The GREEN Fairy Book - online children's book

Illustrated classic fairy tales for children by Andrew Lang

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grave or gay it did not matter—she did not seem to know what they meant; and every one who heard her said:
"She certainly sings perfectly; but there is no tender­ness, no heart in her voice."
Poor Sabella! how could there be when her heart was far away on the Ice Mountain? And it was just the same with all the other things that she did. As time went on, in spite of the admiration of the whole court and the blind fondness of the king and queen, it became more and more evident that something was fatally wrong, for those who love no one cannot long be loved; and at last the king called a general assembly and invited the fairies to attend, that they might,if possible, find out what was the matter. After explaining their grief as well as he could he ended by begging them to see the princess for themselves.
"It is certain," said he, "that something is wrong— what it is I don't know how to tell you, but in some way your work is imperfect."
They all assured him that so far as they knew every­thing had been done for the princess, and they had forgot­ten nothing that they could bestow on so good a neighbor as the king had been to them. After this they went to see Sabella; but they had no sooner entered her presence than they cried out with one accord:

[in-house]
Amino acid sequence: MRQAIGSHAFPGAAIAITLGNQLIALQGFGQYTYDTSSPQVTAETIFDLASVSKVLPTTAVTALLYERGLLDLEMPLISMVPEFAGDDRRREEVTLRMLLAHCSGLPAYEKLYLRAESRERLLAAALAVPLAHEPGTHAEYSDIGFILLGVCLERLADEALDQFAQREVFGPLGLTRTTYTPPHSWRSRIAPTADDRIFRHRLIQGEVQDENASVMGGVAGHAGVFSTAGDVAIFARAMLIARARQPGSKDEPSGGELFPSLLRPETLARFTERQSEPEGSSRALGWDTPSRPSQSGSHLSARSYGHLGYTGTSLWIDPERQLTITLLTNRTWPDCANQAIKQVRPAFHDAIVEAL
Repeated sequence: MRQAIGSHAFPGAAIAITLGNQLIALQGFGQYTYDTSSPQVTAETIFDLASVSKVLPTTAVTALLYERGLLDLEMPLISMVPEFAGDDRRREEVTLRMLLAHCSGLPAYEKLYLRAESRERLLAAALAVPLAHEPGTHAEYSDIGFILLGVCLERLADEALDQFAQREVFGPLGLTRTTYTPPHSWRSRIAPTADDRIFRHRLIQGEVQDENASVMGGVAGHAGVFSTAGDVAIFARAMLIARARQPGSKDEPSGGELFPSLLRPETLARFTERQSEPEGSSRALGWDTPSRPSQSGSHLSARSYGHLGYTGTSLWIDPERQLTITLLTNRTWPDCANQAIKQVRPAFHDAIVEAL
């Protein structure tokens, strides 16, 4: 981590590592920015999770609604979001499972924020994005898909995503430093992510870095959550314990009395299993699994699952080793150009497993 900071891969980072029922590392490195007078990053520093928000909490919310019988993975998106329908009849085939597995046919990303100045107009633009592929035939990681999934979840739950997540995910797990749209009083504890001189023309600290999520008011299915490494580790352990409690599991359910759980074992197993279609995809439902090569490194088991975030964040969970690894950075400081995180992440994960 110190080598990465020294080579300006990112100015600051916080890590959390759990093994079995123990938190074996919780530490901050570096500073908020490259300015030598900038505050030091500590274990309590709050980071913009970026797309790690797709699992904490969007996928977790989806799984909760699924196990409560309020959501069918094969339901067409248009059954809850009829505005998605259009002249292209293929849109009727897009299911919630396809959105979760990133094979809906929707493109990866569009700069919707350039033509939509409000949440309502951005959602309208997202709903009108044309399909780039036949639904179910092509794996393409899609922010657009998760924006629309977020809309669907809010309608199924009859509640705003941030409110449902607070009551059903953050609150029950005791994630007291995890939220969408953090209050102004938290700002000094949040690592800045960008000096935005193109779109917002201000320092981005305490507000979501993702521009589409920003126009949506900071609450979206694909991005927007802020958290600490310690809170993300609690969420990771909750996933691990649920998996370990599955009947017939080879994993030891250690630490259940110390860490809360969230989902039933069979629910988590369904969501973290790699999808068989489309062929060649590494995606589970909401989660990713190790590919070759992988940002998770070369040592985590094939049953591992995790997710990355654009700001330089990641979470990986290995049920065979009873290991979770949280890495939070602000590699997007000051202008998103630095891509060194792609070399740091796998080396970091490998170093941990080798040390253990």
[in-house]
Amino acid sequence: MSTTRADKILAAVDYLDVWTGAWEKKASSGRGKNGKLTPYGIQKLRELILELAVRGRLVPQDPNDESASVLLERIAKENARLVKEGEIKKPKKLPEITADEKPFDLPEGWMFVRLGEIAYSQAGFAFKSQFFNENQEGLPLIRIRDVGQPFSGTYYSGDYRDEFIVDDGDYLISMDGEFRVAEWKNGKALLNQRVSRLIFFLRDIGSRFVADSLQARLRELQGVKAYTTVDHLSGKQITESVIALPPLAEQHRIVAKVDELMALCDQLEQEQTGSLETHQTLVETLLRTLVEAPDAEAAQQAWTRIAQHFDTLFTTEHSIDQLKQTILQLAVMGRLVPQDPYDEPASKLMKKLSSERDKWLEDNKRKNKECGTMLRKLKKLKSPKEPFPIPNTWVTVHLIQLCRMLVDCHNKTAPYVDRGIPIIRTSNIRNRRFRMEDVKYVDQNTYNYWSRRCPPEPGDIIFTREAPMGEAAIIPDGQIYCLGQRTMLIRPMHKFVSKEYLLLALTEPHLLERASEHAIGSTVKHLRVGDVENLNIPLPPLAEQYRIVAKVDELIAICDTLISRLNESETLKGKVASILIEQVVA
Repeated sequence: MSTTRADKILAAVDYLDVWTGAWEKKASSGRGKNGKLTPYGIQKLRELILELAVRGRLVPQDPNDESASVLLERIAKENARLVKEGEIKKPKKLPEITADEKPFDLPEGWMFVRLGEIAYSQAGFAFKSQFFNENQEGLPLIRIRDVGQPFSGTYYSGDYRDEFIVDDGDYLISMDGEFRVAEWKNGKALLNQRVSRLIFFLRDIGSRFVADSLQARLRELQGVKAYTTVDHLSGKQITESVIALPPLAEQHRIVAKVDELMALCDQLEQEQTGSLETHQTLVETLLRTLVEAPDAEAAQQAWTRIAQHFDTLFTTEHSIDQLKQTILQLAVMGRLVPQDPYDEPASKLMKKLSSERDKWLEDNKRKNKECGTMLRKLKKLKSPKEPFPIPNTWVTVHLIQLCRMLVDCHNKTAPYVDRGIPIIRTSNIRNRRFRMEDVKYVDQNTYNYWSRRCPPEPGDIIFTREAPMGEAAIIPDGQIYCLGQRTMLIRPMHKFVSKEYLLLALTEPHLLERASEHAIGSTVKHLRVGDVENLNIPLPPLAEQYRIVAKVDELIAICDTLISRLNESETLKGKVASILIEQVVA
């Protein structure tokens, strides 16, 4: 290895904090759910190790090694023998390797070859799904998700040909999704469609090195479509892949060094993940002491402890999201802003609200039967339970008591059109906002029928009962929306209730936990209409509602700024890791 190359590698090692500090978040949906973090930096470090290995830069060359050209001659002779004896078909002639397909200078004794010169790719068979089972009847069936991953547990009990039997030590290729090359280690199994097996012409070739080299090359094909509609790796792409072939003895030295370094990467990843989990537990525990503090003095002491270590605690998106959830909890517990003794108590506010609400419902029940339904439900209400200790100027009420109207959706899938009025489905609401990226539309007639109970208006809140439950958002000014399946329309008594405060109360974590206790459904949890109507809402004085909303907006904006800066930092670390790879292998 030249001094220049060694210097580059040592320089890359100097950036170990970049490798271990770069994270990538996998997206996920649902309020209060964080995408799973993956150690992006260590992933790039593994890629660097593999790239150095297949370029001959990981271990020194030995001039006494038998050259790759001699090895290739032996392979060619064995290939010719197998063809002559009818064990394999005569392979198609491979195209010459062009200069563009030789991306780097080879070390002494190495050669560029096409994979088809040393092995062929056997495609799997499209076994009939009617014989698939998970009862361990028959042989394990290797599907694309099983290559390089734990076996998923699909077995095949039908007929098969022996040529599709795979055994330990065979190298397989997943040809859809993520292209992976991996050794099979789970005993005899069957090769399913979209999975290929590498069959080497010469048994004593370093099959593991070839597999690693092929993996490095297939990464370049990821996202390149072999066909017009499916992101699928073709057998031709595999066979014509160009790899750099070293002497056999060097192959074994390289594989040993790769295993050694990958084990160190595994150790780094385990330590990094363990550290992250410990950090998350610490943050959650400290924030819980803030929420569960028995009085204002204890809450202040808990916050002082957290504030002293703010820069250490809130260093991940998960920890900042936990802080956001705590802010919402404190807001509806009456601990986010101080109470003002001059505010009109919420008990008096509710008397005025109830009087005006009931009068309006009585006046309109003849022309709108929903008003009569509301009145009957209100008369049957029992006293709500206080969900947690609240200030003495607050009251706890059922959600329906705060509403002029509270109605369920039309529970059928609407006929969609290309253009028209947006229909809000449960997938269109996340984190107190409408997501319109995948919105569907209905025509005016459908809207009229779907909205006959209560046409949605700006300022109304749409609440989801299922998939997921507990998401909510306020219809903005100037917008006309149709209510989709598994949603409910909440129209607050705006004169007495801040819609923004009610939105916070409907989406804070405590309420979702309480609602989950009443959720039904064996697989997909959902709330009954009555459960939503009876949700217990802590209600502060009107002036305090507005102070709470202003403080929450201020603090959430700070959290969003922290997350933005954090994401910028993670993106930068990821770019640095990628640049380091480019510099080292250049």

"Oh! horror—she has no heart!"
On hearing this frightful announcement the king and queen gave a cry of despair and entreated the fairies to find some remedy for such an unheard-of misfortune. Thereupon the eldest fairy consulted her book of magic, which she always carried about with her, hung to her girdle by a thick silver chain, and there she found out at once that it was Gorgonzola who had stolen the princess' heart, and also discovered what the wicked old fairy had done with it.
"What shall we do? What shall we do?" cried the king and queen in one breath.
"You must certainly suffer much annoyance from seeing and loving Sabella, who is nothing but a beautiful image," replied the fairy, "and this must go on for a long time; but I think I see that in the end she will once more regain her heart. My advice is that you shall at once cause°her portrait to be sent all over the world, and promise her hand and all her possessions to the prince who is success-
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